Apart from the entertainment value, Pineda sees this as a future therapy for autistic children. The theory is that because people with autism have less conductivity between various parts of the brain, participating in mind-controlled video games may normalize those circuits. Results from his lab show improvement in social interaction and other behaviors after 10 or 20 weeks of playing the game in the lab.
For an "Avatar"-style brain-computer interface, an enormous amount of data would have to be transferred from the person to the avatar extremely quickly, Litt said.
Here's what's possible now: Scientists such as Gerwin Schalk at the New York State Department of Health's Wadsworth Center have harnessed the brain's electrical impulses to have people mentally type their thoughts using electrodes on the surface of the head. The rate is typically seven words per minute. In one epileptic patient who had electrodes already on the brain for clinical purposes, the record was 20 words per minute.
This kind of technology is useful for people who are paralyzed and cannot communicate, Schalk said. His research group also works on using electrodes to extract specific information from the brain such as people's actual actions, imagined actions and intended actions -- even how they move individual fingers.
The research "has changed that widespread assumption that it's not really impossible to acquire detailed information from the brain in humans," Schalk said.
Understanding brain networks
In order to construct a high-tech interface that would allow two-way communication between an avatar and a person, there must be a better understanding of the brain itself, Litt said.
Litt's group studies the brain's networks involved in epilepsy. The researchers are looking at the abnormal circuits to figure out the basic units of the brain that generate seizures. They have licensed intellectual property for a device that can improve epilepsy by stimulating specific brain regions, potentially eliminating the need for surgery.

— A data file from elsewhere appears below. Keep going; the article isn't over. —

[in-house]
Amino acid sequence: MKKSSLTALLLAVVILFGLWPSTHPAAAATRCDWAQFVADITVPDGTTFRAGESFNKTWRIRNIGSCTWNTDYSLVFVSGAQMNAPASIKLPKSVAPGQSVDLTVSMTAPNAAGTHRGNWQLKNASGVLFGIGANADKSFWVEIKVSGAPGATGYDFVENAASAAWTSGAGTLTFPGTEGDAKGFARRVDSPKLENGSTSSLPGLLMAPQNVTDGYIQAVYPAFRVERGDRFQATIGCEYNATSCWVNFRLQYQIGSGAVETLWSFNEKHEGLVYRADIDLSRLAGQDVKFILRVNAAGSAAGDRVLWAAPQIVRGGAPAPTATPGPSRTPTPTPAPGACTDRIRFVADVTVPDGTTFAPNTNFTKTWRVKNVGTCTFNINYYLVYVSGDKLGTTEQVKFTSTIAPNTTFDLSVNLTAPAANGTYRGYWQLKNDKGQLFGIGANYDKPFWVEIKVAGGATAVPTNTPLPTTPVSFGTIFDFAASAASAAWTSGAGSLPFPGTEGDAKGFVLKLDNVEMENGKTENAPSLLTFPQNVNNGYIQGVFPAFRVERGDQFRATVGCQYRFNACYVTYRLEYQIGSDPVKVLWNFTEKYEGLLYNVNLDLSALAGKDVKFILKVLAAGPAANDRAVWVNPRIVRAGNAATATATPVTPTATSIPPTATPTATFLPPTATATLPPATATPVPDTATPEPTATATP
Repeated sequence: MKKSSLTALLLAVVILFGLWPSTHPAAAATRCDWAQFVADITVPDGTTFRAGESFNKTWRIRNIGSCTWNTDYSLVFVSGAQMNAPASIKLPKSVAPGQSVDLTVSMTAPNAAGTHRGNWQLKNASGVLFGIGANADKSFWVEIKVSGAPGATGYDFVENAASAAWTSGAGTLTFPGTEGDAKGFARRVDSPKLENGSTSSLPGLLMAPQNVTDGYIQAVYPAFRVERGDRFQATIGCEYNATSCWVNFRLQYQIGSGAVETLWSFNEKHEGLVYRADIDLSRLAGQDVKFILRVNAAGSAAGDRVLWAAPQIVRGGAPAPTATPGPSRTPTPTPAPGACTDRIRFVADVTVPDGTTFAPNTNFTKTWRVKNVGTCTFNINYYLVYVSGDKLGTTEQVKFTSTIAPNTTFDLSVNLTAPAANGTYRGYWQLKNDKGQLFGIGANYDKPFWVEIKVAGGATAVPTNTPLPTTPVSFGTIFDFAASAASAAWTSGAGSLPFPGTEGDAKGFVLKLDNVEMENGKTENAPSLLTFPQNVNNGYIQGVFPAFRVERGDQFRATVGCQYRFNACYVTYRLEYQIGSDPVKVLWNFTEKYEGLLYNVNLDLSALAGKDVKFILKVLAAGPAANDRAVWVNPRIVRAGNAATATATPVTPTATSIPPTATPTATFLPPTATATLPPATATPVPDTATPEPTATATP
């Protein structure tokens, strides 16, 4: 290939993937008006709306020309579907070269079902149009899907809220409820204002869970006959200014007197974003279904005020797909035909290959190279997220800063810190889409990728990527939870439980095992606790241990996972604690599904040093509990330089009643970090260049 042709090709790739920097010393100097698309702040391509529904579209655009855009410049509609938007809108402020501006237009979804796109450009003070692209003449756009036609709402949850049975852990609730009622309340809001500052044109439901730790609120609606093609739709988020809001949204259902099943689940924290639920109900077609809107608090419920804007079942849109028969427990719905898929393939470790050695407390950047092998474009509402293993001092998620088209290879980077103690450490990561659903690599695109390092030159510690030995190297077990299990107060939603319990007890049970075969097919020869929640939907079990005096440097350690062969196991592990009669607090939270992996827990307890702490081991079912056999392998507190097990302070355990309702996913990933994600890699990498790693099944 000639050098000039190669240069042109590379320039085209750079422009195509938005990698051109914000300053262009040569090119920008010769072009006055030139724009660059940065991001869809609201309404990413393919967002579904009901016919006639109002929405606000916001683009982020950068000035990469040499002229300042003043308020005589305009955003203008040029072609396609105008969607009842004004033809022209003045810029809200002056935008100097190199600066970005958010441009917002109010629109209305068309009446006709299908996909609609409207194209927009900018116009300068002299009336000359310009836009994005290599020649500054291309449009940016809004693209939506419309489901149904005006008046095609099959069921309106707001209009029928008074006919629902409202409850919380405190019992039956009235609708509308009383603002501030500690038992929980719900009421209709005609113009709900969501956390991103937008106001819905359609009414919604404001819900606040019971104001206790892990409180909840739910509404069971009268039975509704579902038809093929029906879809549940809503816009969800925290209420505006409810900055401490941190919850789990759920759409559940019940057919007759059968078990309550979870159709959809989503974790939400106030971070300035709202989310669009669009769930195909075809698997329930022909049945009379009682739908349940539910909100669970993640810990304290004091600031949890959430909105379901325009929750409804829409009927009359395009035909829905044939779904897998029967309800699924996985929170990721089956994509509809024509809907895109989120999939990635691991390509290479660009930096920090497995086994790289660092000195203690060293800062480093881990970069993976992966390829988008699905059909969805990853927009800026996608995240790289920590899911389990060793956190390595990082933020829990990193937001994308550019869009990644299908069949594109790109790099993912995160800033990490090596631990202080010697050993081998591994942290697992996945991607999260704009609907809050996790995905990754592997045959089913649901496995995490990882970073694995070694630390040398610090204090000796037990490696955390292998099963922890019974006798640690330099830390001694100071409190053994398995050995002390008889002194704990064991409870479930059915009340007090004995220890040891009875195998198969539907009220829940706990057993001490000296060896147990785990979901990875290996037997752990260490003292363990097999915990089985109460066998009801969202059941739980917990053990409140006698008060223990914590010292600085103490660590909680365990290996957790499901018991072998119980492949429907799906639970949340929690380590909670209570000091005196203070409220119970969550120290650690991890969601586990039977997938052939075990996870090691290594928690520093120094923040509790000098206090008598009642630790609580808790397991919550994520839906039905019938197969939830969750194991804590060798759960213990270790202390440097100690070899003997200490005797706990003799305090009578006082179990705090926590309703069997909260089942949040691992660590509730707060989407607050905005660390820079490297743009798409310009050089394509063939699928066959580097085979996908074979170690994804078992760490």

"I see tremendous possibilities for more and more ability to unlock these networks," he said.
Transferal of sensations and emotions
The area of this "avatar science" that will be most difficult to sort out is being able to feel and think as the avatar, Litt said.
Today there are auditory prostheses called cochlear implants that encode signals that allow people to hear who could not otherwise, as well as rudimentary visual aids. It is also possible to stick a pin in a particular part of someone's brain and induce sensations of various temperatures, pressures and even pain levels, just by stimulating certain neural circuits.
"But there's a far cry from doing that to being able to make somebody feel an emotion or see something," Litt said.
The technical hurdles, including transferring huge amounts of information extremely rapidly and building devices to both extract signals from the brain and inject signals into the brain, are significant, he said.
Clearly, people aren't going to be able to climb into personal pods and use their brains to remotely control 10-foot-tall creatures any time soon. Andrew Schwartz, neuroscientist at the University of Pittsburgh, added in an e-mail that it is not even clear what "consciousness" is. There's no rigorous definition, and how it looks in the brain is unknown.
"It's a wonderful movie, but it shouldn't be taken as anything but fantasy," he said.